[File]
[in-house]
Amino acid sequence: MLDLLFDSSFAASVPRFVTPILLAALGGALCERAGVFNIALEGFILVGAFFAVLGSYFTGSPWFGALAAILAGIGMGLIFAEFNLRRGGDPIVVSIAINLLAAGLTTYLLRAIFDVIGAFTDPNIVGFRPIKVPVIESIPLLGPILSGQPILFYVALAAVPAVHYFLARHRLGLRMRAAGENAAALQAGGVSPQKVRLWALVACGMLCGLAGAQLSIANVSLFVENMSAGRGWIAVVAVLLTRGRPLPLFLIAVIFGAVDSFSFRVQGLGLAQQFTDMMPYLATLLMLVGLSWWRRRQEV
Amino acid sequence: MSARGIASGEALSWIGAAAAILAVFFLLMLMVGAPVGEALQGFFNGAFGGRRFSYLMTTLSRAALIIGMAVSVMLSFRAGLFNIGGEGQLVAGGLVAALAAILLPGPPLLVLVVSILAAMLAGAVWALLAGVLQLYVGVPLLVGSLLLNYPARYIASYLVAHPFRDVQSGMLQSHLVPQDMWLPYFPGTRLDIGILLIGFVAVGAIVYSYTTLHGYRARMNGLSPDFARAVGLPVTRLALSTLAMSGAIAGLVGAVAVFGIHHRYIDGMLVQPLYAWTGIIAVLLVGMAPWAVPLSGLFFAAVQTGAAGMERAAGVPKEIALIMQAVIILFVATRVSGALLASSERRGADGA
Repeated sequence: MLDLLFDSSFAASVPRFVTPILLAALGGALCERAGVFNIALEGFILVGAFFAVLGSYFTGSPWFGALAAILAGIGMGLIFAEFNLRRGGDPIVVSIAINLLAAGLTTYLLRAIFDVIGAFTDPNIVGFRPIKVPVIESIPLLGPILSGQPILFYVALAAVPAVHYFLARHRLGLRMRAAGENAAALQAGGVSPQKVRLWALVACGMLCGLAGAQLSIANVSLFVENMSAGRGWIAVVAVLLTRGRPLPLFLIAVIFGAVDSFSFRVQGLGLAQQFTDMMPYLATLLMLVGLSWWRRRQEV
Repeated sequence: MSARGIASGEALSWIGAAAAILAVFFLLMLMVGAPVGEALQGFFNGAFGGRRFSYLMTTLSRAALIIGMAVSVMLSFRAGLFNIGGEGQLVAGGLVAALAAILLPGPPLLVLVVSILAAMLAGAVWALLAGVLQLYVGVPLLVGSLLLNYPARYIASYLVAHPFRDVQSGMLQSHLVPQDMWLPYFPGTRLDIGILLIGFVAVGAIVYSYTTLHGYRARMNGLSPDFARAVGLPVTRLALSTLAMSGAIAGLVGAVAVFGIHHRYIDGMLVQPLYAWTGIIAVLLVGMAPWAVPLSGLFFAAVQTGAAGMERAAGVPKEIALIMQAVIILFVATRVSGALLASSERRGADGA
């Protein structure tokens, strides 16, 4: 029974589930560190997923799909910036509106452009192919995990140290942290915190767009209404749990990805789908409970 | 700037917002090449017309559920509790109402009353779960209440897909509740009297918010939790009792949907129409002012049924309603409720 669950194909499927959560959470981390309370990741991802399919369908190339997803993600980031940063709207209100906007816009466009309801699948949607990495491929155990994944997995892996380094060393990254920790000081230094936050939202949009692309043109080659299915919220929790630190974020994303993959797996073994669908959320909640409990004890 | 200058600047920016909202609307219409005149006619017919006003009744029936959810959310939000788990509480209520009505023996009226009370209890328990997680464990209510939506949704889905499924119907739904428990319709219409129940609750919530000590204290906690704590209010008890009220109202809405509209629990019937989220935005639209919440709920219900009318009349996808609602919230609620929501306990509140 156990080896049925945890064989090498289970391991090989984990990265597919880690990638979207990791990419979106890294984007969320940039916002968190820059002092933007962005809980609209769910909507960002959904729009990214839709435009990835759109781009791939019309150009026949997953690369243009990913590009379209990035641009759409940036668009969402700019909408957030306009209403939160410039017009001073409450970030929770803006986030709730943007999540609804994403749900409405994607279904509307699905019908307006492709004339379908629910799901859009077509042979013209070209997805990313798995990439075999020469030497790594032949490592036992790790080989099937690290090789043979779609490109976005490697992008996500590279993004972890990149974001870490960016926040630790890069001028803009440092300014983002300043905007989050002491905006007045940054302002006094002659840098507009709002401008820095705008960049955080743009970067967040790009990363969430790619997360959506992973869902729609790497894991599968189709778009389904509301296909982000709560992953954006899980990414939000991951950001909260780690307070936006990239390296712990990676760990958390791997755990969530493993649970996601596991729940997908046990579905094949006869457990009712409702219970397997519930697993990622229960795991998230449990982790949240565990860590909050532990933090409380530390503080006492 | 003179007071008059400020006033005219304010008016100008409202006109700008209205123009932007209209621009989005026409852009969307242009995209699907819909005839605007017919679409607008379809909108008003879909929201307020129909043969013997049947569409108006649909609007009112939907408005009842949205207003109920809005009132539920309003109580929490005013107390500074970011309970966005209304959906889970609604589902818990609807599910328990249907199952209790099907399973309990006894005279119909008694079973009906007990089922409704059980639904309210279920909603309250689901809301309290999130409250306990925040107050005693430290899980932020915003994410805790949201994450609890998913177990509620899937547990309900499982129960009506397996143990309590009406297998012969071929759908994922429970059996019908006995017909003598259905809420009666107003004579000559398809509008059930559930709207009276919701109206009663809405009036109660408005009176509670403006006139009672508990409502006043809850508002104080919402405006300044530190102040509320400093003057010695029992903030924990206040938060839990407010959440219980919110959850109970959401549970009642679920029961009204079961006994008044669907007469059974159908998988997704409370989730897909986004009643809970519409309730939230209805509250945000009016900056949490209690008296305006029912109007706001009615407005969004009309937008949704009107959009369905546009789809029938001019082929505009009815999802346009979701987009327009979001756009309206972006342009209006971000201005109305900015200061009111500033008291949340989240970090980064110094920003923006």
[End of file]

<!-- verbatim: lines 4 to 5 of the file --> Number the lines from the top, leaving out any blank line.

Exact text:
Repeated sequence: MLDLLFDSSFAASVPRFVTPILLAALGGALCERAGVFNIALEGFILVGAFFAVLGSYFTGSPWFGALAAILAGIGMGLIFAEFNLRRGGDPIVVSIAINLLAAGLTTYLLRAIFDVIGAFTDPNIVGFRPIKVPVIESIPLLGPILSGQPILFYVALAAVPAVHYFLARHRLGLRMRAAGENAAALQAGGVSPQKVRLWALVACGMLCGLAGAQLSIANVSLFVENMSAGRGWIAVVAVLLTRGRPLPLFLIAVIFGAVDSFSFRVQGLGLAQQFTDMMPYLATLLMLVGLSWWRRRQEV
Repeated sequence: MSARGIASGEALSWIGAAAAILAVFFLLMLMVGAPVGEALQGFFNGAFGGRRFSYLMTTLSRAALIIGMAVSVMLSFRAGLFNIGGEGQLVAGGLVAALAAILLPGPPLLVLVVSILAAMLAGAVWALLAGVLQLYVGVPLLVGSLLLNYPARYIASYLVAHPFRDVQSGMLQSHLVPQDMWLPYFPGTRLDIGILLIGFVAVGAIVYSYTTLHGYRARMNGLSPDFARAVGLPVTRLALSTLAMSGAIAGLVGAVAVFGIHHRYIDGMLVQPLYAWTGIIAVLLVGMAPWAVPLSGLFFAAVQTGAAGMERAAGVPKEIALIMQAVIILFVATRVSGALLASSERRGADGA